Aesop's Fables: Phaedrus
Book IV - XVIII. De Fortunis Hominum (Perry
Cum de fortunis quidam quereretur suis,
Aesopus finxit consolandi hoc gratia.
"Vexata saeuis nauis tempestatibus
inter uectorum lacrimas et mortis metum,
faciem ad serenam ut subito mutatur dies,
ferri secundis tuta coepit flatibus
nimiaque nautas hilaritate extollere.
Factus periclo sic gubernator sophus:
"Parce gaudere oportet et sensim queri,
totam quia uitam miscet dolor et gaudium."
The Pilot and Sailors (trans. C. Smart)
On hearing a poor man lament
His worldly thoughts in discontent,
Esop this tale began to write,
For consolation and delight.
The ship by furious tempests tossed,
The Mariners gave all for lost;
But midst their tears and dread, the scene
Is changed at once, and all serene.
The wind is fair, the vessel speeds,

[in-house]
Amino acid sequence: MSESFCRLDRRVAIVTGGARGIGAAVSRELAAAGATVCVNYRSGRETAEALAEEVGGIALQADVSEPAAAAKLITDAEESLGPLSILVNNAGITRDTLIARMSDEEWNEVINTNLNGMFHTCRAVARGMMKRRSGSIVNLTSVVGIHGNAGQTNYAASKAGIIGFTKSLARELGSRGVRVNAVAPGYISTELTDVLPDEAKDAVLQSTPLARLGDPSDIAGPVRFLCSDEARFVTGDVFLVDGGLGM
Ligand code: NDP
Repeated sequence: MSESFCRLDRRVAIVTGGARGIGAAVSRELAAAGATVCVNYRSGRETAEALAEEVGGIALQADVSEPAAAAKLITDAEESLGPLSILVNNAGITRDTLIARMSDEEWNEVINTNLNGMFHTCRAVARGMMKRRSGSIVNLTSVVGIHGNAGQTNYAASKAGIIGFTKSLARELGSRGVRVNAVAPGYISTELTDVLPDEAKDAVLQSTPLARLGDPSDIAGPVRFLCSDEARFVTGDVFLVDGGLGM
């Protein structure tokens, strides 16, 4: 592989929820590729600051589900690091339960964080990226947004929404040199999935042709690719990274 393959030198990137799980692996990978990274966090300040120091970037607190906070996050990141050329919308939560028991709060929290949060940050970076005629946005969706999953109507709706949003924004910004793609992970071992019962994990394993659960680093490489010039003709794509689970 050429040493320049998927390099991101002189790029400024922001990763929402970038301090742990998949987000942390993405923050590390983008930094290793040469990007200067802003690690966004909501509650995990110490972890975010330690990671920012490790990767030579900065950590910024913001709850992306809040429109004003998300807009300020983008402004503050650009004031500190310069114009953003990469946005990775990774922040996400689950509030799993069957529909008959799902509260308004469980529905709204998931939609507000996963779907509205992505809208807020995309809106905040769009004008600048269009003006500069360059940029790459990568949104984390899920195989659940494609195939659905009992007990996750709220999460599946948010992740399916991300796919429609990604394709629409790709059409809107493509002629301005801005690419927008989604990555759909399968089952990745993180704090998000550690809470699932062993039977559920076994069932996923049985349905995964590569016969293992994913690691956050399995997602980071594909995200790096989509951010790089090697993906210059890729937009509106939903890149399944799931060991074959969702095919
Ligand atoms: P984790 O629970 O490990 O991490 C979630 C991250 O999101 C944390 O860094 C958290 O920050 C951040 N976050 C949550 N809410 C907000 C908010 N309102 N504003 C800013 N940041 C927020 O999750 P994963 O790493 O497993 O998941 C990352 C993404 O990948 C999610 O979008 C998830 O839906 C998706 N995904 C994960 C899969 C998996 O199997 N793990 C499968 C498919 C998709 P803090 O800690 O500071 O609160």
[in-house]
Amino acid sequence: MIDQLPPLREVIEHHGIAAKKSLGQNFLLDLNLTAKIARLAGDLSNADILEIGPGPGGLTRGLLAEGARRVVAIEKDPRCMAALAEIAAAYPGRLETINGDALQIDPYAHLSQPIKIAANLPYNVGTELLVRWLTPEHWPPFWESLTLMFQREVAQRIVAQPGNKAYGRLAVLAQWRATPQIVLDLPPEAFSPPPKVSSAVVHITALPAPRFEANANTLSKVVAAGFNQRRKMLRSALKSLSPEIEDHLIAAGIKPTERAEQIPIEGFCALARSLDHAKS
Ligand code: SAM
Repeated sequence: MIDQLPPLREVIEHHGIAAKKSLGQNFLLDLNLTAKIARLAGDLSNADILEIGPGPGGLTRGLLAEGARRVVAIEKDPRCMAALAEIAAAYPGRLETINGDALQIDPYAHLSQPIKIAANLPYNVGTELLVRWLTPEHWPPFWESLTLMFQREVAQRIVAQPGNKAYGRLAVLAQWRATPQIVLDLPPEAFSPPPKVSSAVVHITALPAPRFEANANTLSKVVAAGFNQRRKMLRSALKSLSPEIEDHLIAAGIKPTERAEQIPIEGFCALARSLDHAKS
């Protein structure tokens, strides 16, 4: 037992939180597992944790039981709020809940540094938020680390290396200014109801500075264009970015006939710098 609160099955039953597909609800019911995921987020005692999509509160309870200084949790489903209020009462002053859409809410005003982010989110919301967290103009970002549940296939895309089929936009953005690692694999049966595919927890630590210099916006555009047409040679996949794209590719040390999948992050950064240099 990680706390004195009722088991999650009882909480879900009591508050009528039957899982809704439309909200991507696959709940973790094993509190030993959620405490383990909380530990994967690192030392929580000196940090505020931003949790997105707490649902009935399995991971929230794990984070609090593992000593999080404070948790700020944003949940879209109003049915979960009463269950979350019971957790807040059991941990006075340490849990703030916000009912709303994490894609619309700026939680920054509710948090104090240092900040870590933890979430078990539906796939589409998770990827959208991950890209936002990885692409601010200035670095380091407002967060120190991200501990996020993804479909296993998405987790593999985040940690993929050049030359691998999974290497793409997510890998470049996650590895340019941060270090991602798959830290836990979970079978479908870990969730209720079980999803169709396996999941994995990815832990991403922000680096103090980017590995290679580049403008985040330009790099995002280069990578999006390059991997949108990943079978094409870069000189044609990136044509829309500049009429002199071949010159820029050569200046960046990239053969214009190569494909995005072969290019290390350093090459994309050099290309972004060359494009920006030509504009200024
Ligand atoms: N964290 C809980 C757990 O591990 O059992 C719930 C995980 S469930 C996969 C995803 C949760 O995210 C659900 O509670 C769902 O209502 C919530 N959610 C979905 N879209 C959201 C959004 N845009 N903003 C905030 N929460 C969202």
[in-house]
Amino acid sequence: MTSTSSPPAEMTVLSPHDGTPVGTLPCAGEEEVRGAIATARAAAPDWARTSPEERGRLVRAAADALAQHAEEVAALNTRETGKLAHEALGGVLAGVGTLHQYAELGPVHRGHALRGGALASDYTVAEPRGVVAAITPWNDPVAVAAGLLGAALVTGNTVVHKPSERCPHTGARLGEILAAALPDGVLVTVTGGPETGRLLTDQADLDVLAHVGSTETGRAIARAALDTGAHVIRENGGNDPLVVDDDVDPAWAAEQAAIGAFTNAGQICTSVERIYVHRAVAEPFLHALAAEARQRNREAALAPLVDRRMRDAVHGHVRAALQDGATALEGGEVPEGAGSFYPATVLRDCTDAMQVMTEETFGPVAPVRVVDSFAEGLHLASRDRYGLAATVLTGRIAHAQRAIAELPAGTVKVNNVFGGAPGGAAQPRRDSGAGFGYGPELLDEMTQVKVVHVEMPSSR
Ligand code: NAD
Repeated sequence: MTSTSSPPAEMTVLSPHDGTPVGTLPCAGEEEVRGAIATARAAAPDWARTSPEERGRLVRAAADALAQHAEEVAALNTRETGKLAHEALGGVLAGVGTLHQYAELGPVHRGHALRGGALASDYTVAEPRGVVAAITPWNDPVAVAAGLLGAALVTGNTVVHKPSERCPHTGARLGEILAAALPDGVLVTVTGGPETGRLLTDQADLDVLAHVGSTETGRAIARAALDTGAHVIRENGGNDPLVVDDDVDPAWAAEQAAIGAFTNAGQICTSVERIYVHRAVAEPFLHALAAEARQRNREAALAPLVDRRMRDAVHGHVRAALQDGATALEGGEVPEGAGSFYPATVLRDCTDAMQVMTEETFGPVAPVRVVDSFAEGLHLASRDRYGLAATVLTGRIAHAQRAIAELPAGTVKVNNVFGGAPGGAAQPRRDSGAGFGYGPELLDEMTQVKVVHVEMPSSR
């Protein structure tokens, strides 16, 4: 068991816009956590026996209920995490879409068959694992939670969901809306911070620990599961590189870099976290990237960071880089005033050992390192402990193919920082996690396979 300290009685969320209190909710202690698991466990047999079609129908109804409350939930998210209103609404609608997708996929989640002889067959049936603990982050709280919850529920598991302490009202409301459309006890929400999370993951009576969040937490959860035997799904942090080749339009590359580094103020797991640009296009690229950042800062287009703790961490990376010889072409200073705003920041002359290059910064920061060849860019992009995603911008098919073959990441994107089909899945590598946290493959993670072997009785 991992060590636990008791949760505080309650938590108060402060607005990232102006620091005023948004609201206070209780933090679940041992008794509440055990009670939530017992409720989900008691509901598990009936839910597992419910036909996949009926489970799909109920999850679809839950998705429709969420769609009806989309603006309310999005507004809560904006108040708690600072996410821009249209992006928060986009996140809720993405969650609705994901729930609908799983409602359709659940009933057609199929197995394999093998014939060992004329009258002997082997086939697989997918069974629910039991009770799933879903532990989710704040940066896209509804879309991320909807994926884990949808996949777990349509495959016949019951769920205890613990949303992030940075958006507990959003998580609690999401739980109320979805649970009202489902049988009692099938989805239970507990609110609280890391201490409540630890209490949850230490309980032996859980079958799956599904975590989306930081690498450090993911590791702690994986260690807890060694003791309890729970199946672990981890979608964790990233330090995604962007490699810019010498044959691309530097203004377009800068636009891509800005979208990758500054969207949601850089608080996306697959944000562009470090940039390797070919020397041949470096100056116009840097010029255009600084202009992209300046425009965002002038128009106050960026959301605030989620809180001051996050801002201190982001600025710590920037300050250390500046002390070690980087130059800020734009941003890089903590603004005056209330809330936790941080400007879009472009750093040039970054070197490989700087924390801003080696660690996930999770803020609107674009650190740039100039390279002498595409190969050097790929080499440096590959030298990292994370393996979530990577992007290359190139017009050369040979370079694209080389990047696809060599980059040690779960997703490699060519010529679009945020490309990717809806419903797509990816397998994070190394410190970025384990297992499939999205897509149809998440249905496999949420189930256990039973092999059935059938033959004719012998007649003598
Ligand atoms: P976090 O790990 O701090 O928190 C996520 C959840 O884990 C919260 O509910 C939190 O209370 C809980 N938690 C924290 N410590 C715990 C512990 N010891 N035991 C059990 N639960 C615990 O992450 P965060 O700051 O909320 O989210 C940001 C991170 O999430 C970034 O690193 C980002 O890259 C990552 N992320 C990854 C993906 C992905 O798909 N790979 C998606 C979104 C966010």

The Sailors' boisterous joy exceeds:
The Pilot then, by peril wise,
Was prompted to philosophise.
"'Tis right to put a due restraint
On joy, and to retard complaint,
Because alternate hope and fright
Make up our lives of black and white."
Latin text from Phaedrus at The
Latin Library (Ad Fontes), English translations from The
Fables of Phaedrus Translated into English Verse by Christopher Smart
(London: 1913). Ben Perry, Babrius and Phaedrus (Loeb),
contains the Latin texts of Phaedrus, with a facing English translation, along
with a valuable appendix listing all the Aesop's fables attested in Greek and/or
in Latin. Invaluable.